Nearly 4,000 in county vote early; Election Day is just two days away
Published 9:03 am Monday, November 3, 2014
On Tuesday voters will head to the polls to select local, state and federal officials as well as weigh in on proposed amendments to the state constitution.
Early voting closed Thursday after 3,965 voters cast their ballots early and 231 used absentee ballots.
Administrator of Elections Tracy Harris said that number is down from the 2010 early voter turnout — also a midterm election — when 5,948 people voted early.
The last day of early voting was the busiest as 539 people showed up to cast ballots. When the polls closed at 4 p.m. there was still a short line and Harris said all who were in line by 4 p.m.were allowed to vote.
Across the state, 87 of Tennessee’s 95 counties reported decreases in early voter turnout, according to a report released Friday by the state Election Commission. A total of 629,485 voters took part in early voting this year compared to 2010’s numbers -736,885.
After the polls closed on Thursday, the voting machines were taken down to be prepared for machine inspection on Friday. The inspections take place under a provision of state law so interested parties may inspect the machines to verify they are set up properly, are in accurate working order and are machines are set at zero.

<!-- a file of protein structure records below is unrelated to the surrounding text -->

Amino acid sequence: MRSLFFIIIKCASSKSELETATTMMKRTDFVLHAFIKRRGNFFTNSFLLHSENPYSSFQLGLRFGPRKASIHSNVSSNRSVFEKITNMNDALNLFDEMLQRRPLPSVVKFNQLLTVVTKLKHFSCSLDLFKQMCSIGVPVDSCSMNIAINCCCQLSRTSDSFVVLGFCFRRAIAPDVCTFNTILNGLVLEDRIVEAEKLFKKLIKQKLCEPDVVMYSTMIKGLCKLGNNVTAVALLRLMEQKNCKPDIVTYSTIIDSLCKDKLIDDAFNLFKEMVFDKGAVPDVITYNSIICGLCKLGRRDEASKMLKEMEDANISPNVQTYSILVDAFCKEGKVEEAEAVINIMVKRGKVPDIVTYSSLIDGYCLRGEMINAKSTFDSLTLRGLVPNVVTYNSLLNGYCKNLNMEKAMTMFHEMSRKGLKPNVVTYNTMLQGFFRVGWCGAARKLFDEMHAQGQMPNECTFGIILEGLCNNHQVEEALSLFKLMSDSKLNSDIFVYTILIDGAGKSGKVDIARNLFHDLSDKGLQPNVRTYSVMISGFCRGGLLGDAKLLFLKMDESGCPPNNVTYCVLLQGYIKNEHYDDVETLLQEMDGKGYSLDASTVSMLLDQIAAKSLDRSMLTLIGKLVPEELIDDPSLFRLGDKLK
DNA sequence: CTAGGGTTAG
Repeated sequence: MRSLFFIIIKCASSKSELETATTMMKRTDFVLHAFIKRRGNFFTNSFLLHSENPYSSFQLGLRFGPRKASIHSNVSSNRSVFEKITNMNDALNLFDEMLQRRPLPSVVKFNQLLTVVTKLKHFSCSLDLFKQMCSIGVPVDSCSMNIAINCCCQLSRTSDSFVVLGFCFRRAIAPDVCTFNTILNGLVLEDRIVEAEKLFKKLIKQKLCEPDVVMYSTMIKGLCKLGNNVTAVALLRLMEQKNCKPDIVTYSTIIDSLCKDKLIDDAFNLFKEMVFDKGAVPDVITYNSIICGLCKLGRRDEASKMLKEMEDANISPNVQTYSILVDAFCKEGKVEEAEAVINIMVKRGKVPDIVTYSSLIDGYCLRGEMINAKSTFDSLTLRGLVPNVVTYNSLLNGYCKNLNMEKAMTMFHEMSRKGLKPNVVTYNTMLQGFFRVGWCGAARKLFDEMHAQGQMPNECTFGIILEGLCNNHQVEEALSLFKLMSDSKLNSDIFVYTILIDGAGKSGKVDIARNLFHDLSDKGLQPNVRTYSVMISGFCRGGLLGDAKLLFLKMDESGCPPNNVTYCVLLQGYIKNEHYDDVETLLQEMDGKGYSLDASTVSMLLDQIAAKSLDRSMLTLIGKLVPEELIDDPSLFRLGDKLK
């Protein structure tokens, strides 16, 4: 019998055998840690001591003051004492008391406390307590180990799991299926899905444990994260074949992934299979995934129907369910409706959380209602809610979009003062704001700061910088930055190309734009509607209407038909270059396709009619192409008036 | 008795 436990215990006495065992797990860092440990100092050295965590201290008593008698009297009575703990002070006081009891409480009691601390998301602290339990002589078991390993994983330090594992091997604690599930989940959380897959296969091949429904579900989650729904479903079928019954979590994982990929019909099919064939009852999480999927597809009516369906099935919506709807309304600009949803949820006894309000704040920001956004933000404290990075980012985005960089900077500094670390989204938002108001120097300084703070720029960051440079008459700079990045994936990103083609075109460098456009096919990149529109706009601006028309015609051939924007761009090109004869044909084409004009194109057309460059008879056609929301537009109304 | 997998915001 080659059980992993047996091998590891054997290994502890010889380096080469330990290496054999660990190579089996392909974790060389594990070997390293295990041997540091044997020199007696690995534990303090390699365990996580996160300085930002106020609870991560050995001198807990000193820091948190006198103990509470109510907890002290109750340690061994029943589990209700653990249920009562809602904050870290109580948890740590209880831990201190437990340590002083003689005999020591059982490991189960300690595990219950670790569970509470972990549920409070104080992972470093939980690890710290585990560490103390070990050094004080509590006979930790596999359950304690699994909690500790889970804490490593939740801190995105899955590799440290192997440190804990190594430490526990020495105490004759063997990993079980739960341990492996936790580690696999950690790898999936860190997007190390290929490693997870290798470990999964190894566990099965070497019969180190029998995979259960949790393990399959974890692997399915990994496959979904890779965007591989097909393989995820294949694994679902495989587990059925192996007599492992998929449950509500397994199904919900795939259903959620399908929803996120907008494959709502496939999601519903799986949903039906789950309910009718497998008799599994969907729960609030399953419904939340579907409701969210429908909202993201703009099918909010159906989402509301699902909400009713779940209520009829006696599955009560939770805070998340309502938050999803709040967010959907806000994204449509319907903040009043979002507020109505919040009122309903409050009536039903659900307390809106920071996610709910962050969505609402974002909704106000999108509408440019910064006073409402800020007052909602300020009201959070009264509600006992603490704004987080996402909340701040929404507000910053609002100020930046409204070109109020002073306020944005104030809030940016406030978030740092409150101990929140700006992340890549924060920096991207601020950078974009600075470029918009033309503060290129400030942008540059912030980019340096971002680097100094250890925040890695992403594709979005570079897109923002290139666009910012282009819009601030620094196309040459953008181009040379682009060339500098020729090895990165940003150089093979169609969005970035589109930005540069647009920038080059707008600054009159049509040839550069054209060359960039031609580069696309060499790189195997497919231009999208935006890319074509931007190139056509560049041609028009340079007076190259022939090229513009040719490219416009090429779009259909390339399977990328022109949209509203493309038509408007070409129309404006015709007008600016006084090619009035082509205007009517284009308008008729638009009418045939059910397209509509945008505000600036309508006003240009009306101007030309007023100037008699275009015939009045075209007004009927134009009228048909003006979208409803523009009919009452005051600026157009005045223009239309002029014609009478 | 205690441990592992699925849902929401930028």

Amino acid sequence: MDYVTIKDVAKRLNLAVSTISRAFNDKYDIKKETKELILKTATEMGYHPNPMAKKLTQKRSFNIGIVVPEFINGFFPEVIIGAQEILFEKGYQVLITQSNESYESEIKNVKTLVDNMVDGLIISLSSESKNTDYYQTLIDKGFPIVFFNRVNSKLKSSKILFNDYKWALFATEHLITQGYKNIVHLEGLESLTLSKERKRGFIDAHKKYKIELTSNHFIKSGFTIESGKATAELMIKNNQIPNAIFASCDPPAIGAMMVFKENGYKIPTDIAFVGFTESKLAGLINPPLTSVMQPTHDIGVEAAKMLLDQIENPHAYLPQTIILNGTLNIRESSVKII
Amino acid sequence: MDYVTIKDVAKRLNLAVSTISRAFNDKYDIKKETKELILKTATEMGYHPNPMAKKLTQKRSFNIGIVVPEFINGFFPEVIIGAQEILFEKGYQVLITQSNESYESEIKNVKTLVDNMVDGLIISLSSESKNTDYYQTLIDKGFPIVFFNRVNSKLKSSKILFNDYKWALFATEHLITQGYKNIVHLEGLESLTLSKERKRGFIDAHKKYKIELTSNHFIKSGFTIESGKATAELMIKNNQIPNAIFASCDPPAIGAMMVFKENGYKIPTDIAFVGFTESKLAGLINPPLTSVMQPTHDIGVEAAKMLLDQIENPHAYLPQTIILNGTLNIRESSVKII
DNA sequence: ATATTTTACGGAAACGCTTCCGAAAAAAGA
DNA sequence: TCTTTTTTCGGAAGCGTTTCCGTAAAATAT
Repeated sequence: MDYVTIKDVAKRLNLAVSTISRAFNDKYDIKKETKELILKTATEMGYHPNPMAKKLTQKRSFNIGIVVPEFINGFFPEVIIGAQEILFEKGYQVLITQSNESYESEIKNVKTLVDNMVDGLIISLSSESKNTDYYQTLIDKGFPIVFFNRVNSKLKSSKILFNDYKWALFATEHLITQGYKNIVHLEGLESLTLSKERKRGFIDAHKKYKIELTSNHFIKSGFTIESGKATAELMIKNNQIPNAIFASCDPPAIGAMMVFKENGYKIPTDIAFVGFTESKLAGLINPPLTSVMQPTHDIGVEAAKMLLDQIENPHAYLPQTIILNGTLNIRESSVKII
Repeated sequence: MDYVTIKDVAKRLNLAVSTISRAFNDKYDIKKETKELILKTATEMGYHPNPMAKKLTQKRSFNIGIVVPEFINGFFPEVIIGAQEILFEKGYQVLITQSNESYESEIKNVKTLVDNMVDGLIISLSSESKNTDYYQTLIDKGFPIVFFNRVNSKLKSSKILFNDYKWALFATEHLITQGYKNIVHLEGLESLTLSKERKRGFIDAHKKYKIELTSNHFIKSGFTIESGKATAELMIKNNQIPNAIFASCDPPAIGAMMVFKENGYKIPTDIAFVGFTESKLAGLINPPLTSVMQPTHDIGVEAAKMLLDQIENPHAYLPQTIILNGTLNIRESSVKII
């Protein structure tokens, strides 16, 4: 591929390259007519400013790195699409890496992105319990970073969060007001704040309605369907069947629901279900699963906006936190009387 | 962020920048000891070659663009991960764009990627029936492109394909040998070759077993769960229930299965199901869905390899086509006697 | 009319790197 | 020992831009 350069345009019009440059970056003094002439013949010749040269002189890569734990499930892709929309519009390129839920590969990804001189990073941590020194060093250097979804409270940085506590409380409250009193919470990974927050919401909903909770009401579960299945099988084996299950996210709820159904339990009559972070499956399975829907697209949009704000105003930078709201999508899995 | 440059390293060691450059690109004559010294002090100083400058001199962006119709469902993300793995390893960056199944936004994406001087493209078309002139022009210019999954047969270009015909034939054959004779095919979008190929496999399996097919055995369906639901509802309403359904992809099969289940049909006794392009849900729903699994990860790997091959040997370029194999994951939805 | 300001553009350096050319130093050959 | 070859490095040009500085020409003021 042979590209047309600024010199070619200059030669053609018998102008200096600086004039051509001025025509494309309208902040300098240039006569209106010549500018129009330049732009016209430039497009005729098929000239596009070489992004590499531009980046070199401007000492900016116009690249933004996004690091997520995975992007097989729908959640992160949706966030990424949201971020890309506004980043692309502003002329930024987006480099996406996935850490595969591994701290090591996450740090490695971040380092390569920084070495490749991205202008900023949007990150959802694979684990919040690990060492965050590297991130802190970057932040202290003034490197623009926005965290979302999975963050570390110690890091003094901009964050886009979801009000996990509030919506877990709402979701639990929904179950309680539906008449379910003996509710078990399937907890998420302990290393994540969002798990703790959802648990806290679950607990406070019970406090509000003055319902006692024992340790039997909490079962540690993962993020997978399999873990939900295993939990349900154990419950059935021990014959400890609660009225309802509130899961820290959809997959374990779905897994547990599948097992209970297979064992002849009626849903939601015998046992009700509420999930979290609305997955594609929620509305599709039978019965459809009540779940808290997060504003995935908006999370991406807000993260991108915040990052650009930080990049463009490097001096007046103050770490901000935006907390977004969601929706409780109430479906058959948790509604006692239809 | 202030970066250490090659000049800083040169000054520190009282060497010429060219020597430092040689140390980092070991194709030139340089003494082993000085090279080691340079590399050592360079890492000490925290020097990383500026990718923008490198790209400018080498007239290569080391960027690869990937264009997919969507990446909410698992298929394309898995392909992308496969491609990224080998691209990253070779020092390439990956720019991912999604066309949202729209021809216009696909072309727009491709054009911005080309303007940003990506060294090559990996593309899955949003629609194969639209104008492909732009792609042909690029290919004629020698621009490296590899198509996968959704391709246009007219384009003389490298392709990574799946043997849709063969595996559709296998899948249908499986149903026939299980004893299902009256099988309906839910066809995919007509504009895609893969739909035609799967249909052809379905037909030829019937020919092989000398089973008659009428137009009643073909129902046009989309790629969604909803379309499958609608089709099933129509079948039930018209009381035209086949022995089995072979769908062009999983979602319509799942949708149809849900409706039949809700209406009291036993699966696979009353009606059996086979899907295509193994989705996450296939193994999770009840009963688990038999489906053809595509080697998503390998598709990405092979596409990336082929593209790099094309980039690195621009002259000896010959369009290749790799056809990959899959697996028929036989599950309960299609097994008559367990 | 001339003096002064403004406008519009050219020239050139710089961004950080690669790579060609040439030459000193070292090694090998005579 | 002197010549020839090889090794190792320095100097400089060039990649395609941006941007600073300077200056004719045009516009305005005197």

Once inspected, the machines are then sealed by the Election Commission. Those seals will remain intact until the machines are opened at the poll location on Election Day. Harris said prior to opening on Tuesday morning, each polling site will run “zero tapes” to show that no votes were cast on the machines prior to the opening of the polls.
The polls will open at 8 a.m. on Tuesday and will remain open until 8 p.m. Individuals who are in line by the time the polls close at 8 p.m. will be allowed to vote, Harris said. Unofficial election results will be announced Tuesday night.
Included on the ballot for Tuesday are races for Elizabethton City Council, the Elizabethton Board of Education and state and federal offices. Some Carter County residents will also cast votes in the Watauga City Commissioner race while those who live within the city limits of Johnson City will see two proposed home rule charter amendments on the ballot.
Those residing in Carter County within the city limits of either Elizabethton or Johnson City will also see a referendum on the ballot on the sale of wine in retail food stores.
The ballot will also offers voters a choice on four proposed state constitutional amendments dealing with abortion laws, judicial appointments, state income tax and lottery regulations.
Harris said voters must present a state of Tennessee- or federal government-issued photo identification in order to be able to vote. She said this is true whether a person decides to participate in early voting at the courthouse or they choose to vote on Election Day at their assigned precinct polling place on Nov. 4.
Voters must present a state of Tennessee- or federal government-issued photo identification in order to be able to vote, Harris said.